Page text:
Duration of protection with RTS,S/AS02A malaria vaccine in prevention of Plasmodium falciparum disease in Mozambican children: single-blind extended follow-up of a randomised controlled trial

Eduardo Mondlane University, Lourenço Marques, Maputo City, Mozambique
The Lancet (Impact Factor: 39.21). 01/2006; 366(9502):2012-8. DOI: 10.1016/S0140-6736(05)67669-6
Source: PubMed

ABSTRACT RTS,S/AS02A is a pre-erythrocytic stage malaria vaccine that provides partial protection against infection in malaria-naive adult volunteers and hyperimmune adults. A previous report showed that this vaccine reduced risk of clinical malaria, delayed time to new infection, and reduced episodes of severe malaria over 6 months in African children. An important remaining issue is the durability of protection against clinical disease in these children.
We did a randomised, controlled, phase IIb trial of RTS,S/AS02A given at 0, 1, and 2 months in 2022 Mozambican children aged 1-4 years. We previously determined vaccine efficacy (VE) against clinical malaria in a double-blind phase that included study months 2.5-8.5 (VE(2.5-8.5)). We now report VE in a single-blind phase up to month 21 (VE(8.5-21)). The primary endpoint was time to first or only clinical episode of Plasmodium falciparum malaria (axillary temperature 37.5 degrees C and P falciparum asexual parasitaemia >2500 per microL) detected through a passive case detection system. We also determined VE for other case definitions and for episodes of severe malaria. This study is registered with the identifier NCT00197041.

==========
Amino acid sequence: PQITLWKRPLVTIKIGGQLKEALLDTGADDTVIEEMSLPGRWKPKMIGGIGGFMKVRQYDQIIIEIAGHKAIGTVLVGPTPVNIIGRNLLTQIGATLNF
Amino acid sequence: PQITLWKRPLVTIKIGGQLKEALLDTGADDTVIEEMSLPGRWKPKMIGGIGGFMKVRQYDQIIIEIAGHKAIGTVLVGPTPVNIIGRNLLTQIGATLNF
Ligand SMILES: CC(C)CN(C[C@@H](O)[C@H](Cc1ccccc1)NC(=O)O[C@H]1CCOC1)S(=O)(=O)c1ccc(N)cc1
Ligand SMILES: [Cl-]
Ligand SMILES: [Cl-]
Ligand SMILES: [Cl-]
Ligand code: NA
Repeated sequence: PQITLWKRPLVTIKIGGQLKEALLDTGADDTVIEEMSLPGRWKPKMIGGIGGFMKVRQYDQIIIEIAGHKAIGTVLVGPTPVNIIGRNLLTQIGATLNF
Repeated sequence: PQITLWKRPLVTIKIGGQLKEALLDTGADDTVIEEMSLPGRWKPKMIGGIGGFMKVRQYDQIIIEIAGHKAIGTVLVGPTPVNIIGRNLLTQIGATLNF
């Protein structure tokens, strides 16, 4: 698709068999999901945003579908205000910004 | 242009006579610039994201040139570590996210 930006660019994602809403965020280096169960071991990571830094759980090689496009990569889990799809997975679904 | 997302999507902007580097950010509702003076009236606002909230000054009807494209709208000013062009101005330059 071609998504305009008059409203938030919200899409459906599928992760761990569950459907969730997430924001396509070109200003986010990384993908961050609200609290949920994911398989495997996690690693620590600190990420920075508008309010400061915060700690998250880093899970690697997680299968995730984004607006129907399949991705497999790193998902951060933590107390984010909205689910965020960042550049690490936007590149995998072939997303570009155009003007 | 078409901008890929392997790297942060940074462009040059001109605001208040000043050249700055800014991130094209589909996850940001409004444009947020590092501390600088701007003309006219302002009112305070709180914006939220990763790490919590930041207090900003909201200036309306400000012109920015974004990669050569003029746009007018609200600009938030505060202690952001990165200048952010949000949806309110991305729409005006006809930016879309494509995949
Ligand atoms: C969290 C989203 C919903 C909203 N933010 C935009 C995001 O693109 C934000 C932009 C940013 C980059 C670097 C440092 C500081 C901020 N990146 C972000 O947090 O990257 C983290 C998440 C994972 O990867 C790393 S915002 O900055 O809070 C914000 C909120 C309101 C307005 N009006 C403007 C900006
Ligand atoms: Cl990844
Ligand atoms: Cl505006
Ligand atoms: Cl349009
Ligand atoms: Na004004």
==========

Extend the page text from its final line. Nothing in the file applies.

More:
During the single-blind phase, VE(8.5-21) was 28.9% (95% CI 8.4-44.8; p=0.008). At month 21, prevalence of P falciparum infection was 29% lower in the RTS,S/AS02A group than in the control (p=0.017). Considering the entire study period, VE(2.5-21) was 35.3% (95% CI 21.6-46.6; p<0.0001) and VE(2.5-21) for severe malaria was 48.6% (95% CI 12.3-71.0; p=0.02).
These results show that RTS,S/AS02A confers partial protection in African children aged 1-4 years living in rural endemic areas against a range of clinical disease caused by P falciparum for at least 18 months, and confirm the potential of malaria vaccines to become credible control tools for public-health use.

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